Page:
I love genre cinema. I will always have a soft spot for horror, action, sci-fi, and all the subgenres that exist inside those larger categories. What I have never felt any real connection to are those films that exist in the realm of pure sleaze. You know the ones: the films from the ’70s and ’80s, filled with ugly violence and sex that is the opposite of titillating, usually shot on cheap film stock with semi-amateur casts. But knowing these films have a large following and several companies devoted to restoring them makes me wonder what I am missing. With that in mind, I am going to do a deep dive into the world of sleazy exploitation. This is My Exploitation Education. This week’s entry is SORORITY HOUSE MASSACRE.
After I finished watching SORORITY HOUSE MASSACRE, I had trouble believing the film only ran 74 minutes. For such a basic, straight-forward slasher flick, there is a hell of a lot of wheel-spinning before writer/director Carol Frank finally gets around to paying off the standard “escaped mental patient terrorizes and kills college kids” plot.
After the aunt who raised her dies, Beth (Angela O’Neill) decides to stay with her friend Linda (Wendy Martel) at her sorority house over Memorial Day weekend. Since most of the residents of the house will be gone for the holiday, Linda reasons, Beth would have some space to herself, but also the company of the few students staying behind. But as soon as she enters the house, Beth starts having nightmares about three creepy little girls, blood dripping from the ceiling, and a young man holding a knife.
At the same time, Bobby (John C. Russell), a patient at a hospital for the criminally insane, is having the same nightmares. Despite Bobby normally being catatonic, his doctor (Gillian Frank) brushes off his sudden lively, agitated behavior. Of course Bobby then kills one of the orderlies and makes a far too easy escape from the hospital, bound for the sorority where Beth and a handful of other stock characters are telling ghost stories about the massacre of the family that used to own the house.
SORORITY HOUSE MASSACRE is mostly clunky, dull, and unoriginal, but I cannot deny that there is something slightly refreshing about the third act when Bobby is fully into his assault on the sorority house. What is interesting about this segment (despite the lack of suspense) is that the characters who are under siege behave in ways that are believable. They don’t stop to have teary breakdowns because they saw someone else killed or because they had a near miss; they slam the door shut and shove a dresser in front of it to give themselves a breather as they figure out their next step. Sure, not many of their plans work out as they hope, but at least they are trying to use their brains to figure a way out of the situation instead of screaming, crying, and staying frozen in place while the killer takes forever to bash through a door.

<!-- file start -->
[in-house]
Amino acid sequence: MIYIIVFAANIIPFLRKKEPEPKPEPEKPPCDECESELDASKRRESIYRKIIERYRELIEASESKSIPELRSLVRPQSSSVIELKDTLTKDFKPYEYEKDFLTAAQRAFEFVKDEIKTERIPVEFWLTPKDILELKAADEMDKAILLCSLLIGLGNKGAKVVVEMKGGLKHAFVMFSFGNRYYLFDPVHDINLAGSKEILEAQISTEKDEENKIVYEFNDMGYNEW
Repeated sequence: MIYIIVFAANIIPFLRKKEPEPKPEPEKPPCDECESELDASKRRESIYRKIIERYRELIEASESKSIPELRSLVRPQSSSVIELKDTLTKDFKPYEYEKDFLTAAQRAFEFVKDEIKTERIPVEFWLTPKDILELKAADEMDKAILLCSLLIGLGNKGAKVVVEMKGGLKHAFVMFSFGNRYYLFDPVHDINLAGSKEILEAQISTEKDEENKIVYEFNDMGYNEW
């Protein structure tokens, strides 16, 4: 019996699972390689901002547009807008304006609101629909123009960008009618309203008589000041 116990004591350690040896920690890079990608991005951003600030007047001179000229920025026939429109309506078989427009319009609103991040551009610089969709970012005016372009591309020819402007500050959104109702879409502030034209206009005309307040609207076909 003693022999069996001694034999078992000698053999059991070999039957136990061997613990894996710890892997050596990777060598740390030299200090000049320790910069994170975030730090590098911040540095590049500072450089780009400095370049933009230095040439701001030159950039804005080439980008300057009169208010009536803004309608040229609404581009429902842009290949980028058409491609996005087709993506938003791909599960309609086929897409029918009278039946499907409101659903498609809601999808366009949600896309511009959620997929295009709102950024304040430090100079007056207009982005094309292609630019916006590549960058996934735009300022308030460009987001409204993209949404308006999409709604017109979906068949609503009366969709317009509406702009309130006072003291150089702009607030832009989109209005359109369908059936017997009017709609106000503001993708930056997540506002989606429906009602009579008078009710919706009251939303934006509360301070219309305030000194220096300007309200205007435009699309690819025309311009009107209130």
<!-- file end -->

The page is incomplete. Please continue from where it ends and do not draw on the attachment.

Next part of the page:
But that is about all I have nice to say about the movie.
The first fifty minutes of SORORITY HOUSE MASSACRE has more padding than a pillow-top mattress. Long scenes of students walking to class, a montage of the sorority sisters trying on outfits (to satisfy the nudity requirement of a slasher flick set in a sorority house), slow motion dream sequences, and an awkward group date stretch out the run time to barely feature length but add nothing of importance to the characters or the plot.
Frank’s direction, while effective in the third act is utilitarian at best, meandering at worst up to that point. She relies far too much on POV camera work (even when not using it for the standard stalking killer shots) followed by characters staring directly into the camera to respond to whichever character is represented by the POV. The filler material that makes up so much of the first two acts features stilted performances (though, to be fair, the script does no favors to any of the actors) and strange attempts at visual gags as four or five people do the same movements in unison. Frank also tries to draw out the mystery of what the psychic connection is between Beth and Bobby for far too long after is has been made abundantly clear what is happening.
How much you enjoy SORORITY HOUSE MASSACRE depends on how much you feel an above average, slightly extended slasher sequence to end the film makes up for a very long stretch of not much happening for nearly an hour to start it. To me, the slasher section just was not worth the dreadfully dull price of admission.
–Matt Wedge (@MovieNerdMatt)